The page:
The selection and arrangement of the letters have not been easy. Our plan has been to classify the letters according to subject--into such as deal with Evolution, Geographical Distribution, Botany, etc., and in each group to place the letters chronologically. But in several of the chapters we have adopted sectional headings, which we believe will be a help to the reader. The great difficulty lay in deciding in which of the chief groups a given letter should be placed. If the MS. had been cut up into paragraphs, there would have been no such difficulty; but we feel strongly that a letter should as far as possible be treated as a whole. We have in fact allowed this principle to interfere with an accurate classification, so that the reader will find, for instance, in the chapters on Evolution, questions considered which might equally well have come under Geographical Distribution or Geology, or questions in the chapter on Man which might have been placed under the heading Evolution. In the same way, to avoid mutilation, we have allowed references to one branch of science to remain in letters mainly concerned with another subject. For these irregularities we must ask the reader's patience, and beg him to believe that some pains have been devoted to arrangement.
Mr. Darwin, who was careful in other things, generally omitted the date in familiar correspondence, and it is often only by treating a letter as a detective studies a crime that we can make sure of its date. Fortunately, however, Sir Joseph Hooker and others of Darwin's correspondents were accustomed to add the date on which the letters were received. This sometimes leads to an inaccuracy which needs a word of explanation. Thus a letter which Mr. Darwin dated "Wednesday" might be headed by us "Wednesday [January 3rd, 1867]," the latter half being the date on which the letter was received; if it had been dated by the writer it would have been "Wednesday, January 2nd, 1867."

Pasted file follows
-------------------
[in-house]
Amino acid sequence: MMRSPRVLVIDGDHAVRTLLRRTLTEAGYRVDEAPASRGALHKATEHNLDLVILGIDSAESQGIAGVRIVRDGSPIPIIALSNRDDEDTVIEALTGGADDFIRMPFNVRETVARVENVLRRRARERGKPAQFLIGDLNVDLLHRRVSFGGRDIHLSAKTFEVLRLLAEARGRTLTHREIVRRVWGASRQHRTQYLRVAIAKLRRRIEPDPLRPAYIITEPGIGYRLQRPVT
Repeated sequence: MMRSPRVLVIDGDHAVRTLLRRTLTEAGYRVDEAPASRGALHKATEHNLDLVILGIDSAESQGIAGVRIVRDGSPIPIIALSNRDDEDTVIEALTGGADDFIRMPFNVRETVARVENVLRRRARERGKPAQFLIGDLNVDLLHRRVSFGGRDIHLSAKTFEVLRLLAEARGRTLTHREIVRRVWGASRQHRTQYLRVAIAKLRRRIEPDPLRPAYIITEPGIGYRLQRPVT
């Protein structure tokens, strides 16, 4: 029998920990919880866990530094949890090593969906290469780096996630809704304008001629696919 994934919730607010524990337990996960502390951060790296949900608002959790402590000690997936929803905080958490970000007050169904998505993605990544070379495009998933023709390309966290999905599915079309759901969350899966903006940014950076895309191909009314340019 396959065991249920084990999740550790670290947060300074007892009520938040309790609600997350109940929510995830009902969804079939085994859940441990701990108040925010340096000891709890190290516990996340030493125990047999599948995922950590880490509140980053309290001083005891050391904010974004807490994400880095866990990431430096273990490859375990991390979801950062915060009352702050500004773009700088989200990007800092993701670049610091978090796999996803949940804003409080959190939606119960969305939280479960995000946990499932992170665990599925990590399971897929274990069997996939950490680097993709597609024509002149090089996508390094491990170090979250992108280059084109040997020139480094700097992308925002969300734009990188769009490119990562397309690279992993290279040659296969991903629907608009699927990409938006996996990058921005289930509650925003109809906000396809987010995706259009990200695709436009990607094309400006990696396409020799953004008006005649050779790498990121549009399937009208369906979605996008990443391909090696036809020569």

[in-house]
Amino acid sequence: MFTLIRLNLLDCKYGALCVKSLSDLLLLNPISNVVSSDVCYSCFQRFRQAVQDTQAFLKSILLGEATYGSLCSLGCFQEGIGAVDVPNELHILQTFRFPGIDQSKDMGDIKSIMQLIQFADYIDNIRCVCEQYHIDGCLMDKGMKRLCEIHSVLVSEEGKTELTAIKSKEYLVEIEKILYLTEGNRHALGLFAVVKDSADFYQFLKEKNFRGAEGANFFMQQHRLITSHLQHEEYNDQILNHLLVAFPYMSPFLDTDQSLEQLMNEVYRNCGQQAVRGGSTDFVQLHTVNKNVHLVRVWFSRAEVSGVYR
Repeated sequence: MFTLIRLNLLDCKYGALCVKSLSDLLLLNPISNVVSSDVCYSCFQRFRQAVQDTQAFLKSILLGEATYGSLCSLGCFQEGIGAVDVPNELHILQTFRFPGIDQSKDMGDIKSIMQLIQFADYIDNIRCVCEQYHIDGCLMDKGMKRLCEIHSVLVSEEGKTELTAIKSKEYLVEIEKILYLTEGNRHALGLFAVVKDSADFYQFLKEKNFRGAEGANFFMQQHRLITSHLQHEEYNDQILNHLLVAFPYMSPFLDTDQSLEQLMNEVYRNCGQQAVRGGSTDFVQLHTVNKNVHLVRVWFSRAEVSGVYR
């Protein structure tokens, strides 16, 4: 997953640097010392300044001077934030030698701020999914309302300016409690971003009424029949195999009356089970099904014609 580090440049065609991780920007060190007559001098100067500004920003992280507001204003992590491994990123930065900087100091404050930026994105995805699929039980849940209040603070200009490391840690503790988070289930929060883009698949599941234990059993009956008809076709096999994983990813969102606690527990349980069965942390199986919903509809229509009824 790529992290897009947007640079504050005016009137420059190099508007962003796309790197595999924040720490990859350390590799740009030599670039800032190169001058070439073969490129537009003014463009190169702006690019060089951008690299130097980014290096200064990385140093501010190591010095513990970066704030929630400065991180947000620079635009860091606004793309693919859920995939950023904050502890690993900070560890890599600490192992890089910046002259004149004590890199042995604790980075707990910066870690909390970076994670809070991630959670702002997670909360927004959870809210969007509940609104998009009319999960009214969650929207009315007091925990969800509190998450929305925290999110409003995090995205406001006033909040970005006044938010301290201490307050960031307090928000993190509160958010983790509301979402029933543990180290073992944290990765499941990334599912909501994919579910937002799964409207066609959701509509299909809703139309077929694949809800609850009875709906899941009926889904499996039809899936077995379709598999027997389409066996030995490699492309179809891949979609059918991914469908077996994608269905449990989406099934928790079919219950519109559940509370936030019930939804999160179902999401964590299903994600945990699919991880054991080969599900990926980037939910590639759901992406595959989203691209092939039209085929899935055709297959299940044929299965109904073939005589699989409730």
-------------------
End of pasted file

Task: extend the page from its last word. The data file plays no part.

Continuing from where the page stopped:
In thanking those friends--especially Sir Joseph Hooker and Mr. Wallace--who have looked through some of our proof-sheets, we wish to make it clear that they are not in the smallest degree responsible for our errors or omissions; the weight of our shortcomings rests on us alone.
We desire to express our gratitude to those who have so readily supplied us with information, especially to Sir Joseph Hooker, Professor Judd, Professor Newton, Dr. Sharp, Mr. Herbert Spencer, and Mr. Wallace. And we have pleasure in mentioning Mr. H.W. Rutherford, of the University Library, to whose conscientious work as a copyist we are much indebted.
Finally, it is a pleasure to express our obligation to those who have helped us in the matter of illustrations. The portraits of Dr. Asa Gray, Mr. Huxley, Sir Charles Lyell, Mr. Romanes, are from their respective Biographies, and for permission to make use of them we have to thank Mrs. Gray, Mr. L. Huxley, Mrs. Lyell, and Mrs. Romanes, as well as the publishers of the books in question. For the reproduction of the early portrait of Mr. Darwin we are indebted to Miss Wedgwood; for the interesting portraits of Hugh Falconer and Edward Forbes we have to thank Mr. Irvine Smith, who obtained for us the negatives; these being of paper, and nearly sixty years old, rendered their reproduction a work of some difficulty. We also thank Messrs. Elliott & Fry for very kindly placing at our disposal a negative of the fine portrait, which forms the frontispiece to Volume II. For the opportunity of making facsimiles of diagrams in certain of the letters, we are once more indebted to Sir Joseph Hooker, who has most generously given the original letters to Mr. Darwin's family.
Cambridge, October, 1902.